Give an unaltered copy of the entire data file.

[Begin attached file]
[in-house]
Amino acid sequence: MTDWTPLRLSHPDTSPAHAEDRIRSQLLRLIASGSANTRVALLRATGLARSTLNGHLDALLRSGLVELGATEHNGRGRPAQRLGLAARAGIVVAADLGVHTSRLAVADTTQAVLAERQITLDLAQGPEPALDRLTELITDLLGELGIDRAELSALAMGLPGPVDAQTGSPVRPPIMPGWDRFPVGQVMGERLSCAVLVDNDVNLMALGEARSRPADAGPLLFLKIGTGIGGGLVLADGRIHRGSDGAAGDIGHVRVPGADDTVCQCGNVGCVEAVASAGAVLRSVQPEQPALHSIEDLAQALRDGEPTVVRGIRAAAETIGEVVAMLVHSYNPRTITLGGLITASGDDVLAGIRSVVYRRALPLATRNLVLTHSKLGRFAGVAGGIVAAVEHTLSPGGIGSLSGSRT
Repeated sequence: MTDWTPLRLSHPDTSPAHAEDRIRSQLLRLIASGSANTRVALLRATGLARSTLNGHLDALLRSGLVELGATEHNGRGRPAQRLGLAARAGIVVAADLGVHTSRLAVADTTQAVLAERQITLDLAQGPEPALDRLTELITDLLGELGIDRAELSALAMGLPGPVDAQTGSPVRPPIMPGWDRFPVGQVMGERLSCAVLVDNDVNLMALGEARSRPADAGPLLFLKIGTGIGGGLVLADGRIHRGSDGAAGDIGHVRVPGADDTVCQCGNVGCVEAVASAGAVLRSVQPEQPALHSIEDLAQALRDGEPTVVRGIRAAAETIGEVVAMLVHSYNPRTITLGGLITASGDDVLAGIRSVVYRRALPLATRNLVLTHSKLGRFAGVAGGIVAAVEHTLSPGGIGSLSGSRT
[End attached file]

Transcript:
[in-house]
Amino acid sequence: MTDWTPLRLSHPDTSPAHAEDRIRSQLLRLIASGSANTRVALLRATGLARSTLNGHLDALLRSGLVELGATEHNGRGRPAQRLGLAARAGIVVAADLGVHTSRLAVADTTQAVLAERQITLDLAQGPEPALDRLTELITDLLGELGIDRAELSALAMGLPGPVDAQTGSPVRPPIMPGWDRFPVGQVMGERLSCAVLVDNDVNLMALGEARSRPADAGPLLFLKIGTGIGGGLVLADGRIHRGSDGAAGDIGHVRVPGADDTVCQCGNVGCVEAVASAGAVLRSVQPEQPALHSIEDLAQALRDGEPTVVRGIRAAAETIGEVVAMLVHSYNPRTITLGGLITASGDDVLAGIRSVVYRRALPLATRNLVLTHSKLGRFAGVAGGIVAAVEHTLSPGGIGSLSGSRT
Repeated sequence: MTDWTPLRLSHPDTSPAHAEDRIRSQLLRLIASGSANTRVALLRATGLARSTLNGHLDALLRSGLVELGATEHNGRGRPAQRLGLAARAGIVVAADLGVHTSRLAVADTTQAVLAERQITLDLAQGPEPALDRLTELITDLLGELGIDRAELSALAMGLPGPVDAQTGSPVRPPIMPGWDRFPVGQVMGERLSCAVLVDNDVNLMALGEARSRPADAGPLLFLKIGTGIGGGLVLADGRIHRGSDGAAGDIGHVRVPGADDTVCQCGNVGCVEAVASAGAVLRSVQPEQPALHSIEDLAQALRDGEPTVVRGIRAAAETIGEVVAMLVHSYNPRTITLGGLITASGDDVLAGIRSVVYRRALPLATRNLVLTHSKLGRFAGVAGGIVAAVEHTLSPGGIGSLSGSRT